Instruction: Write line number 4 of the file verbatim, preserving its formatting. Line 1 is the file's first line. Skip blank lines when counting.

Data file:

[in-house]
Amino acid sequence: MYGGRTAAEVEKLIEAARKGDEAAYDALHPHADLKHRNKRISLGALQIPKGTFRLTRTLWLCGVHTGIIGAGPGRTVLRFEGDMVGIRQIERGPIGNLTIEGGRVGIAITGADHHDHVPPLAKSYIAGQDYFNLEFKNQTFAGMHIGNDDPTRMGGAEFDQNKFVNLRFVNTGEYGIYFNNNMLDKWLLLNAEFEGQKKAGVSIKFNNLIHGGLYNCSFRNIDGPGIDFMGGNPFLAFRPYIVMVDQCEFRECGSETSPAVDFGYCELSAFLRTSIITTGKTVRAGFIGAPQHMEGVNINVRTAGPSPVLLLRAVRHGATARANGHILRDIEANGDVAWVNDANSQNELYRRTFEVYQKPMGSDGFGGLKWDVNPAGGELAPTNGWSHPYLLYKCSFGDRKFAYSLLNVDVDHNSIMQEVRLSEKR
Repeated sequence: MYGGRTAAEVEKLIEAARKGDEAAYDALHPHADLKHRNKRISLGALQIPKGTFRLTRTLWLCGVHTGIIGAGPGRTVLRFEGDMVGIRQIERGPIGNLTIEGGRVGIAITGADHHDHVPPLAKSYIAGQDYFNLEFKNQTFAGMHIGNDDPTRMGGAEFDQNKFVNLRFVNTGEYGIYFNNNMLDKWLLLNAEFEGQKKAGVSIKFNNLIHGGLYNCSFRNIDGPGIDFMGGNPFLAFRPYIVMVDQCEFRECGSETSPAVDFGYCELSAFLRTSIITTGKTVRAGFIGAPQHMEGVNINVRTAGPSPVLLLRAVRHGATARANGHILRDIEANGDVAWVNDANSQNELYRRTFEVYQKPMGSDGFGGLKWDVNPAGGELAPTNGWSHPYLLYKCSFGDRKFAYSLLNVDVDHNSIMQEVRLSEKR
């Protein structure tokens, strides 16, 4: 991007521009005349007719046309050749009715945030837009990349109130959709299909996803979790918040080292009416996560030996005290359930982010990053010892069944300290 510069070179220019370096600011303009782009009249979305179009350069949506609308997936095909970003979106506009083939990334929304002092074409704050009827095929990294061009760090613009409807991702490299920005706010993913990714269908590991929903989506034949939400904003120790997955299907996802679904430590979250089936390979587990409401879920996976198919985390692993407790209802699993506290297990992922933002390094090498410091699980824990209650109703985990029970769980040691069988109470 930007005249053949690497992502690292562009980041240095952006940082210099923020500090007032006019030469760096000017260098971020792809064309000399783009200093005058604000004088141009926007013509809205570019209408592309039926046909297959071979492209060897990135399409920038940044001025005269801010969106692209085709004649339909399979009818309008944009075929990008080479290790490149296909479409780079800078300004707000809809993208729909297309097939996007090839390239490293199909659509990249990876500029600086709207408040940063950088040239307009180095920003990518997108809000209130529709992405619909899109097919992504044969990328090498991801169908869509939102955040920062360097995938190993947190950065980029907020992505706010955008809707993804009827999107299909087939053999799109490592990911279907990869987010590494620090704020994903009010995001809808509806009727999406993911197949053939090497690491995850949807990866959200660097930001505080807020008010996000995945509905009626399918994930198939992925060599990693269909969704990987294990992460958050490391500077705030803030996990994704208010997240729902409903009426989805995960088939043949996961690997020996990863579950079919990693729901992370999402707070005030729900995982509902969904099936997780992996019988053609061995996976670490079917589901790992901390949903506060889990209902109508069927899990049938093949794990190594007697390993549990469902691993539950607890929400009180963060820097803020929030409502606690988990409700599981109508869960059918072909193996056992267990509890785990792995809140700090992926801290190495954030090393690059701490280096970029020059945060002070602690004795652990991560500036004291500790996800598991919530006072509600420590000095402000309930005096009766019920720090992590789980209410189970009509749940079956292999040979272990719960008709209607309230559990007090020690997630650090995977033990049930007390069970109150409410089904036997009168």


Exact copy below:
């Protein structure tokens, strides 16, 4: 991007521009005349007719046309050749009715945030837009990349109130959709299909996803979790918040080292009416996560030996005290359930982010990053010892069944300290 510069070179220019370096600011303009782009009249979305179009350069949506609308997936095909970003979106506009083939990334929304002092074409704050009827095929990294061009760090613009409807991702490299920005706010993913990714269908590991929903989506034949939400904003120790997955299907996802679904430590979250089936390979587990409401879920996976198919985390692993407790209802699993506290297990992922933002390094090498410091699980824990209650109703985990029970769980040691069988109470 930007005249053949690497992502690292562009980041240095952006940082210099923020500090007032006019030469760096000017260098971020792809064309000399783009200093005058604000004088141009926007013509809205570019209408592309039926046909297959071979492209060897990135399409920038940044001025005269801010969106692209085709004649339909399979009818309008944009075929990008080479290790490149296909479409780079800078300004707000809809993208729909297309097939996007090839390239490293199909659509990249990876500029600086709207408040940063950088040239307009180095920003990518997108809000209130529709992405619909899109097919992504044969990328090498991801169908869509939102955040920062360097995938190993947190950065980029907020992505706010955008809707993804009827999107299909087939053999799109490592990911279907990869987010590494620090704020994903009010995001809808509806009727999406993911197949053939090497690491995850949807990866959200660097930001505080807020008010996000995945509905009626399918994930198939992925060599990693269909969704990987294990992460958050490391500077705030803030996990994704208010997240729902409903009426989805995960088939043949996961690997020996990863579950079919990693729901992370999402707070005030729900995982509902969904099936997780992996019988053609061995996976670490079917589901790992901390949903506060889990209902109508069927899990049938093949794990190594007697390993549990469902691993539950607890929400009180963060820097803020929030409502606690988990409700599981109508869960059918072909193996056992267990509890785990792995809140700090992926801290190495954030090393690059701490280096970029020059945060002070602690004795652990991560500036004291500790996800598991919530006072509600420590000095402000309930005096009766019920720090992590789980209410189970009509749940079956292999040979272990719960008709209607309230559990007090020690997630650090995977033990049930007390069970109150409410089904036997009168």